What is the diagnosis?
Lingual thyroid. No thyroid tissue in the normal location. Only a small amount of uptake at the base of the tongue.
True or false: The majority of patients with lingual thyroids are euthyroid (normal thyroid function).
What are the 'markers' used for?
Markers are used to aid in localisation and are radioactive sources placed on the patient at specific landmarks, in this case at the chin and at the superior sternal notch. The poor resolution of these scans can otherwise make it difficult to accurately localise a source of activity.
Describe the course of the thyroglossal duct.
The thyroglossal duct arises from foramen caecum located at the junction of anterior two thirds and posterior third of the tongue. From there it passes in front of the body of the hyoid bone, curving backwards and superiorly to reach behind the bone before once more turning inferiorly and continuing to the isthmus of the thyroid.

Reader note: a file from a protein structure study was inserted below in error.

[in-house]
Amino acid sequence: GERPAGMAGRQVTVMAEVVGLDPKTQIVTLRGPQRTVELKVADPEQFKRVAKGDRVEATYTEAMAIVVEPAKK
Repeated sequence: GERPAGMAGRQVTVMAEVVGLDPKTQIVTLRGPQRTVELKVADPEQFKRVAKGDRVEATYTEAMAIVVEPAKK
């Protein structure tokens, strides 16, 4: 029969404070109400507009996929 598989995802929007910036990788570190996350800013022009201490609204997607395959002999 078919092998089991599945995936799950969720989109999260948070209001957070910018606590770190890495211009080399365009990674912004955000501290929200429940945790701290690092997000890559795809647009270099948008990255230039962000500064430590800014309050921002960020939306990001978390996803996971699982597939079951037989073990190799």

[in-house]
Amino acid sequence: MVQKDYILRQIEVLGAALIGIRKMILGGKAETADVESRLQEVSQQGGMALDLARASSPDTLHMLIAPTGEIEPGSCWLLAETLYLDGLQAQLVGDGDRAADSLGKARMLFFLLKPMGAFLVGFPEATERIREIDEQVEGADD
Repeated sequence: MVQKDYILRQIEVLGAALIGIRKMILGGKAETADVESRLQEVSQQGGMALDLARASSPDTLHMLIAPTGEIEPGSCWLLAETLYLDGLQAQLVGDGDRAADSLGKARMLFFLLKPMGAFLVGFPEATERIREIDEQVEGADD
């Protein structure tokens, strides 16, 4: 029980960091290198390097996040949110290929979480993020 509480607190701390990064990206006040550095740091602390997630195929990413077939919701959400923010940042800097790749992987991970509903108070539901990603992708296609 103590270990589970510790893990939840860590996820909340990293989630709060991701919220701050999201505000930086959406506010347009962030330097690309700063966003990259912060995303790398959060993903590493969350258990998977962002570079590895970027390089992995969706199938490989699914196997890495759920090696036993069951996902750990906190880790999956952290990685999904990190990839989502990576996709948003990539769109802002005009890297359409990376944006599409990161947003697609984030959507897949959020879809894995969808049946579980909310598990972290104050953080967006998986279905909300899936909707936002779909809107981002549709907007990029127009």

Where are ectopic thyroids located? Why?
Thyroid tissue may be found anywhere along the course of the thyroglossal duct, however complete arrest with thyroid tissue located at the base of tongue is most common, and represents 90% of all cases of ectopic thyroid.
Tc-99m Pertechnetate (37 MBq) was injected into a vein in the left foot. Images of the neck and chest were obtained. No normal thyroid uptake was seen in expected location in the neck just above the sternal notch. There was some faint increased activity seen at the level of the chin just behind the tongue.